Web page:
Number Spoofing Phone Calls
Posted on: 28 Sep 2022
The Irish League of Credit Unions (ILCU) has been made aware that a member of the public received an unsolicited phone call from a person purporting to be an ILCU representative, suggesting that the person is about to be subject to fraud and have a sum of money taken from his debit card. The caller indicates that they will send through a six-digit code which the person should use to stop this payment being made.
The member of the public did not engage with the caller and sensibly sought to validate that the caller was a genuine representative of the organisation they claimed to represent, in this instance by calling the number which turned out to be the ILCU phone number.
This is known as Number Spoofing, where the fraudster makes contact with you by phone, hiding the number they are really calling from and making it look like they are calling from the phone number of a genuine company/organisation. The fraudster then tries to trick the person into divulging personal, financial or security information or into making a financial transfer to them.
If anyone receives a phone call in this regard, they should report the call immediately to An Garda Siochana or to the PSNI.
General Information on Avoiding Scams
The general information below may be useful guidance for you in avoiding scams and unauthorised activity.
· If somebody contacts you out of the blue offering you money or an easy way to make money, it is probably too good to be true.
· Don’t assume an email, call or text is genuine because someone has basic information like your name or address. Fraudsters may use publicly available information to lure you in.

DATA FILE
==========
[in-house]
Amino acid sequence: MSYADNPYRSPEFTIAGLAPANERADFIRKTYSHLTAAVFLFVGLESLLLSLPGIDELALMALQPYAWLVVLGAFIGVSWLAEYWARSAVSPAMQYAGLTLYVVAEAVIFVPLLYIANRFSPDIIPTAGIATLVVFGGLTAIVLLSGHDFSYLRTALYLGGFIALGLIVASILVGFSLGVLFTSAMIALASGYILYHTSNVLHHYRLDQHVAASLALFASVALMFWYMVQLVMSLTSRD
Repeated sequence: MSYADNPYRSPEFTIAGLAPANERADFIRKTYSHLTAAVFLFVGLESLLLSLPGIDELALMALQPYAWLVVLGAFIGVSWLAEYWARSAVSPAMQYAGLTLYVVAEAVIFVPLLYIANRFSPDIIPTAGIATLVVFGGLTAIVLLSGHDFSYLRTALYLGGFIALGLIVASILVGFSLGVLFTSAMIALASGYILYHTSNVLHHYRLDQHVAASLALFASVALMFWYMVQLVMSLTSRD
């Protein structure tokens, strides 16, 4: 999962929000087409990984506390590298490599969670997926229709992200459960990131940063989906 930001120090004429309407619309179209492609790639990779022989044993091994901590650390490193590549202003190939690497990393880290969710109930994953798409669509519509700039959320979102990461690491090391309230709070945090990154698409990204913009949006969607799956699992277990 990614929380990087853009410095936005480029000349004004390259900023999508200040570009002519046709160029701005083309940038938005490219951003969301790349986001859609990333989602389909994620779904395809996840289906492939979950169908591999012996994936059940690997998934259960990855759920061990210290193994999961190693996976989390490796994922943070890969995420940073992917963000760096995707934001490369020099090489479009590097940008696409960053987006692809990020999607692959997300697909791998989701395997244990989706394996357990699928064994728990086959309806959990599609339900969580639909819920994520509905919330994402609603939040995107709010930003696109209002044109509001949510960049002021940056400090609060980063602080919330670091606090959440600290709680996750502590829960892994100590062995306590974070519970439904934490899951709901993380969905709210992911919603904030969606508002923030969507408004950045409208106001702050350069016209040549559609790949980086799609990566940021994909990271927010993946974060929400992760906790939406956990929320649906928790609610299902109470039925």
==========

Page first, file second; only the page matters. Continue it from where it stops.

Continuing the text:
· Fraudsters are very good at making e-mails look genuine, and have been known to set up elaborate and convincing dummy websites.
· You should not provide personal information about yourself or agree to send money until you are satisfied that the firm you are dealing with is authorised. You can check the Central Bank Registers to check if a firm is authorised
· Be careful of contact that appears to be from your bank or credit union requesting verification account numbers and passwords. Banks and credit unions will NEVER request your full personal access code or password.
· If you have previously been a victim of a scam then it is more likely that you will be targeted again.
· If something doesn’t feel right, it probably isn’t. Take your time to think things through and don’t feel pressured into making a decision that you might later regret.
It is important to note that scams can take many formats and you should remain vigilant in order to protect yourself.
Below are some useful links for further information on common scams and steps which you can take to avoid becoming a victim of a scam.
Central Bank of Ireland
Competition & Consumer Protection Commission
Garda National Economic Crime Bureau
European Consumer Centre Ireland